The Practices

Prayers of Presence

Attention and intention work together in Centering Prayer, recognising the flow of thoughts does not need to stop in order for you to stop following each one as it arises. Keeping vigil in the prayer means taking a stance of quiet, compassionate responsiveness with the intention of letting the thought go each time you catch yourself engaging with it. If this is your regular practice, you might find it helpful to observe how you are keeping vigil…like a mother watching over her child…like a drowsy nightwatchman….like a pupil waiting for the final bell of the day…?

Consider how might you take the quality of compassionate vigil into the rest of your day…maybe as awareness of your stance shifts, you might more kindly catch yourself in judgement or soften the tone of your responses (inner and voiced)?

If you prefer a mantra style prayer instead, you may like to pray the reflective prayer question of St. Francis of Assisi:

Who are you, God, and who am I?

As with any mantra style prayer, attach it to your breath to begin with, then use your breath to help you return to the prayer during the day.

Or you may like to explore an adoration/devotion prayer approach, dwelling with an image of Jesus that prompts you to an open and loving state of being. The image can be a physical object for you to gaze upon, or it can be a mental image of the inner eye – St. Theresa of Avila urged her nuns to this kind of devotional gaze as their prayer practice.

She also advised them that this inner gaze can become an inner glance through the day, suggesting that they match their feeling experience with the image of Jesus in their minds – “if you are joyful, look at him as risen…if you are experiencing trials or are sad, behold him on the way to the garden…”

Mountain stillness

The image of the mountain offers us a symbol of witness to the passing thoughts and feelings – like clouds and travellers, like the rolling seasons, the woods growing, dying, on fire…the coming of rain, the streams that fill and rush and then dwindle to trickles. The mountain is the witness – not disengaged, but receptive, accepting, offering shelter and letting passing things pass.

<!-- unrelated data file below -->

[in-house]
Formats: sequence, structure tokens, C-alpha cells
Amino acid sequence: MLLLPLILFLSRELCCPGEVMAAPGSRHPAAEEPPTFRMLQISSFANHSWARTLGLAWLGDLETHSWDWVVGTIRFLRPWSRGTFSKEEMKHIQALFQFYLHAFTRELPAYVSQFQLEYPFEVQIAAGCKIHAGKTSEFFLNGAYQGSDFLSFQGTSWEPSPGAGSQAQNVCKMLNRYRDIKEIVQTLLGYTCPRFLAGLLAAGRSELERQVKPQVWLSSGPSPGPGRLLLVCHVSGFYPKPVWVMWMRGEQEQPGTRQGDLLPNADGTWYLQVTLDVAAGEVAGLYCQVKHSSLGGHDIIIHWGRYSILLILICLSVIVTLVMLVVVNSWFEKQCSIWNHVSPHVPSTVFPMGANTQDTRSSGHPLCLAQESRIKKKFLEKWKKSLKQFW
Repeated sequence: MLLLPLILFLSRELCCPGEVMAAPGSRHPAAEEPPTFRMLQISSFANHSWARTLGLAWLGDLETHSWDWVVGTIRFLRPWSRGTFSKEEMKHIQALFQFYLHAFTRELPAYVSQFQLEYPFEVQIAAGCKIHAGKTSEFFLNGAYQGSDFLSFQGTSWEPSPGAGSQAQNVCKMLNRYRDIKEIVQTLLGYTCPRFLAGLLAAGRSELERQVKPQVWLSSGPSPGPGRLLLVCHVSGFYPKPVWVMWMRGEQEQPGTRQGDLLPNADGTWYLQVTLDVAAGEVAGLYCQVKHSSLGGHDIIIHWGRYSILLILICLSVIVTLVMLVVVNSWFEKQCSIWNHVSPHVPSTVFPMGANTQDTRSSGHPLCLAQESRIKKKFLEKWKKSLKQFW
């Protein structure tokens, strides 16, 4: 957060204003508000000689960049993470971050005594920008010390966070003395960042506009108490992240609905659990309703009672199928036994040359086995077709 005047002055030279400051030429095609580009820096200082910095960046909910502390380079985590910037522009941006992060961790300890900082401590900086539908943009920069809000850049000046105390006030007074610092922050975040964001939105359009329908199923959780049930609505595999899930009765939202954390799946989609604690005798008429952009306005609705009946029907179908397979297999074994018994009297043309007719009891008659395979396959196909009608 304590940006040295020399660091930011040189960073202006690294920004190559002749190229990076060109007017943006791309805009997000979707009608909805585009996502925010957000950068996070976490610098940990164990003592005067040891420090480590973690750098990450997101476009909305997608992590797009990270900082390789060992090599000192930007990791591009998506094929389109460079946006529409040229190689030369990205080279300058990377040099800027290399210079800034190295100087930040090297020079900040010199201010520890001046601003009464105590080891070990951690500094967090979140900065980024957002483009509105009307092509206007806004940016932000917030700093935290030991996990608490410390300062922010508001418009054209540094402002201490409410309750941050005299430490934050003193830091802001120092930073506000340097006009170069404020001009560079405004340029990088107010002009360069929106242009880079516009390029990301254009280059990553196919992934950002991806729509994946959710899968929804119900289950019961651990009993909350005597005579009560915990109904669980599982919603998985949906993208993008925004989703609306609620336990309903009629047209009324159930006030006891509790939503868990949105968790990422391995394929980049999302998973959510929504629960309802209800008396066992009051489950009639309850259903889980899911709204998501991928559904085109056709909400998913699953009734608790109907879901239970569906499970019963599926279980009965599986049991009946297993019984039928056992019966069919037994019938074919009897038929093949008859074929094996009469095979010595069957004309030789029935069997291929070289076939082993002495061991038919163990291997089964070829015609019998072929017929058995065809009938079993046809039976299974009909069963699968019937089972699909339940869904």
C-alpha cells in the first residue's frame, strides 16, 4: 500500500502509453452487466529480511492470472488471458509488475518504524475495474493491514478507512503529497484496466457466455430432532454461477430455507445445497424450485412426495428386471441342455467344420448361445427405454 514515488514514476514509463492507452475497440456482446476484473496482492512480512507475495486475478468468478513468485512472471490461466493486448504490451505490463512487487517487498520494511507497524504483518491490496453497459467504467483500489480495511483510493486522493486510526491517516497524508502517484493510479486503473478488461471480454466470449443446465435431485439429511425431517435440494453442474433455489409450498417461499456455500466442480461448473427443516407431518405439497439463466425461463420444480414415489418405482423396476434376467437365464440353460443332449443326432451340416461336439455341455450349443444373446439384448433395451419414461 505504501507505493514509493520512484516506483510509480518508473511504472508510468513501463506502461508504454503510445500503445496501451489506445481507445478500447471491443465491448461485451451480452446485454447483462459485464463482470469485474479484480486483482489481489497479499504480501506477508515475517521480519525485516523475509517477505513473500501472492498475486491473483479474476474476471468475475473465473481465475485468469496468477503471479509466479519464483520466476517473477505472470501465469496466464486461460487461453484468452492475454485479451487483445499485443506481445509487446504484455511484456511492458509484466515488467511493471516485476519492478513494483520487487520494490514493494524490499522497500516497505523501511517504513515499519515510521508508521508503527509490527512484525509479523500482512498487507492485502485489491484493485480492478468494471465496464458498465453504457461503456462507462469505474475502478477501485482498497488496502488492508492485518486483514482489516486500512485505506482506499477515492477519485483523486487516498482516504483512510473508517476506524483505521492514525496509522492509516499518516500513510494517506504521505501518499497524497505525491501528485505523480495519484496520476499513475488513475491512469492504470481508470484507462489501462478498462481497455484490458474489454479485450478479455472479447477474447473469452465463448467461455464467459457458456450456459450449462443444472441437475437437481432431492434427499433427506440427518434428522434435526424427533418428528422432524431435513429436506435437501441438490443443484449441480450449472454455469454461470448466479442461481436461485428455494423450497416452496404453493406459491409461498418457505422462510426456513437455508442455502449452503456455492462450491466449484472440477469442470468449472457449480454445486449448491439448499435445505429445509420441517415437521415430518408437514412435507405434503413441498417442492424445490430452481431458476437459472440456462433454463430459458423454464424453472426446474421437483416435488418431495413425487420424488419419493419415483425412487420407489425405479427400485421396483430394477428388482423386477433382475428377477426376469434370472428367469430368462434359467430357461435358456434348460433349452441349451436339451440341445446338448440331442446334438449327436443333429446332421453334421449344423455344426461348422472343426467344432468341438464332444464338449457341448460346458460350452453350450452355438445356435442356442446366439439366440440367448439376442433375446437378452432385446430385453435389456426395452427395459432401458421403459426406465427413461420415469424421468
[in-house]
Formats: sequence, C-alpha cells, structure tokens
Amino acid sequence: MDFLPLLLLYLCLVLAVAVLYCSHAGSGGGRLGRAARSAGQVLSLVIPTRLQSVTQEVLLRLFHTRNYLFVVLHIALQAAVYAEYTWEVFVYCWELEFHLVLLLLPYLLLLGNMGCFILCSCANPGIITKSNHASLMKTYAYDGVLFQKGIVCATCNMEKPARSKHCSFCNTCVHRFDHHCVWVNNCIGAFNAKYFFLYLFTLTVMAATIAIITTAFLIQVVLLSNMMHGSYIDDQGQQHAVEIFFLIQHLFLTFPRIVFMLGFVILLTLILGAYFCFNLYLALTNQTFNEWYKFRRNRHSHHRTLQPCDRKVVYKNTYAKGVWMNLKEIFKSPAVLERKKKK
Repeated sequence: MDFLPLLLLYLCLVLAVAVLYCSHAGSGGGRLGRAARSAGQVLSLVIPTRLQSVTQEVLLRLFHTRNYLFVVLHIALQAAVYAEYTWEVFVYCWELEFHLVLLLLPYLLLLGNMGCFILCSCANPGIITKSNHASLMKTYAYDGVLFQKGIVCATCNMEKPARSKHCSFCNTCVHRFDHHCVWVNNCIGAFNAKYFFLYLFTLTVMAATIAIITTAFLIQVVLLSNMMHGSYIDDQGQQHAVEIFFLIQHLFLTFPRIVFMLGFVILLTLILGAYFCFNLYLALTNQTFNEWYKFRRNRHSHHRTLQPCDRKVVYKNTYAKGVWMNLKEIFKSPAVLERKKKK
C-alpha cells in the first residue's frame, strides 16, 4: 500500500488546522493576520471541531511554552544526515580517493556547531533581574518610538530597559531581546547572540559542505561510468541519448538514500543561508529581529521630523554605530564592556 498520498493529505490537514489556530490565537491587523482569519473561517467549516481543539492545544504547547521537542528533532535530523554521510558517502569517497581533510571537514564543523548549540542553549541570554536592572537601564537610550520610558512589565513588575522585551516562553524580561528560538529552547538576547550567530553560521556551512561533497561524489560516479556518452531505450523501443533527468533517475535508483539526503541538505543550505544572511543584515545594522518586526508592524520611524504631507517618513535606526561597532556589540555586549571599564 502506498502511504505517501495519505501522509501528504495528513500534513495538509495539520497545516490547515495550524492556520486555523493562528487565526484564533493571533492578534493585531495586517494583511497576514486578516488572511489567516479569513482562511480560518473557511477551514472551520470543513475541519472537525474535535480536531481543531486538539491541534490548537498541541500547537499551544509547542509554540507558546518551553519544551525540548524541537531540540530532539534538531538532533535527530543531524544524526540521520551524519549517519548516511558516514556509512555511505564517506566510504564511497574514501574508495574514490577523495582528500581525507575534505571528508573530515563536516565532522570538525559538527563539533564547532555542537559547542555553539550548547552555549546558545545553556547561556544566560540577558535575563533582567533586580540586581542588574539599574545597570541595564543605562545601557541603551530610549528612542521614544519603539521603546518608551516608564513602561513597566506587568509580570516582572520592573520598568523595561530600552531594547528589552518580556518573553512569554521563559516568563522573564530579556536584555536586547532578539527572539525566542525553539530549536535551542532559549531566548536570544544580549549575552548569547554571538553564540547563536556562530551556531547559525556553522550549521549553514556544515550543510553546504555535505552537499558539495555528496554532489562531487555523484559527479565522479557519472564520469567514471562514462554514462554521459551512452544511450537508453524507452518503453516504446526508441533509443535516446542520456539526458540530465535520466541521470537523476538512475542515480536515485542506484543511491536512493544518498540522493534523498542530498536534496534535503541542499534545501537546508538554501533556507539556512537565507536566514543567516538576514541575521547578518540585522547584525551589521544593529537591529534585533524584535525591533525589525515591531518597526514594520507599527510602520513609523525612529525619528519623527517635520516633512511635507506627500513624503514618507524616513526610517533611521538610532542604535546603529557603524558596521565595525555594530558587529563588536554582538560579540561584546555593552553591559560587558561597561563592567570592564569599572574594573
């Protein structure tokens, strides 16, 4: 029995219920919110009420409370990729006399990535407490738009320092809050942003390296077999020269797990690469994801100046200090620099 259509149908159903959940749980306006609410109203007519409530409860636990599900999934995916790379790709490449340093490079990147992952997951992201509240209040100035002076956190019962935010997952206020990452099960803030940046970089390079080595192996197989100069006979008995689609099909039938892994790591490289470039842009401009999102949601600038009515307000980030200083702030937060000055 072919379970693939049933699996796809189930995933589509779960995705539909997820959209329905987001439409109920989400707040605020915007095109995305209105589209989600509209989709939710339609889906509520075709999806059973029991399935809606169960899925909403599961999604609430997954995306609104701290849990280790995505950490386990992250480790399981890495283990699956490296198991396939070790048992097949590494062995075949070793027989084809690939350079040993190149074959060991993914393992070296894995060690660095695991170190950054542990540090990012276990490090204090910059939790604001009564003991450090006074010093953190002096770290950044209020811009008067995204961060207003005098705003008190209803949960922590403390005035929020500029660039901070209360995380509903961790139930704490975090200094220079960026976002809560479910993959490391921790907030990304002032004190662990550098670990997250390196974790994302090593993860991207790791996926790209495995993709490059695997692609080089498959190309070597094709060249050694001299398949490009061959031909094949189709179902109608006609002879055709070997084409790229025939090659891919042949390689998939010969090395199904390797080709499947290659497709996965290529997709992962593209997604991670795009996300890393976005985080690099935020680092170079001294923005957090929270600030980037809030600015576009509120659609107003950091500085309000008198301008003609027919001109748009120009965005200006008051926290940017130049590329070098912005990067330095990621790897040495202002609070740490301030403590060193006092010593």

But we live on the Shaky Isles, so we know that even mountains can be moved…when you find yourself feeding the feeling story, caught in the drama, fixated on analysing, fixing, helping – when the mountain of your witness trembles….start over. Return to stillness and let your heart open to the compassionate flow.

The Smell of Home

There are some aromas that transport you to a place of delight and longing, some that can stimulate a craving or make your tummy rumble even when you are not hungry, some that can curl your lip and cause you to recoil…the use of incense in many temples and places of worship is an intentional engagement of our olfactory senses as a means of spiritual practice. The smell of prayer and the smell of worship and the heightened expectation of Presence create a direct association with a scent and presence – the sense of attending to the soul, being anchored in Being.

So what is the smell you want to associate with attention, with compassionate responsiveness, with openness and with soul? What whiff or sniff will transport you to expectation of presence, of attending to this now, this breath arising, abiding and dissolving? You might find something at home or in the garden that does the trick for you, but if not, stores like Huckleberry Farms, Ceres or those crystal/salt lamp/tie dye/hemp bag type shops often stock a range of essential oils with testers for you to sniff and find a scent that, used over time, will become an unconscious connection into attention, awareness, being, breathing, compassionate flow.

It won’t happen quickly, but it will happen. And if you choose an essential oil, you can take the scent with you on a tissue (keep it in a sealed bag or jar) to inhale during the day – use it as a prompt or as an intentional portal into being present.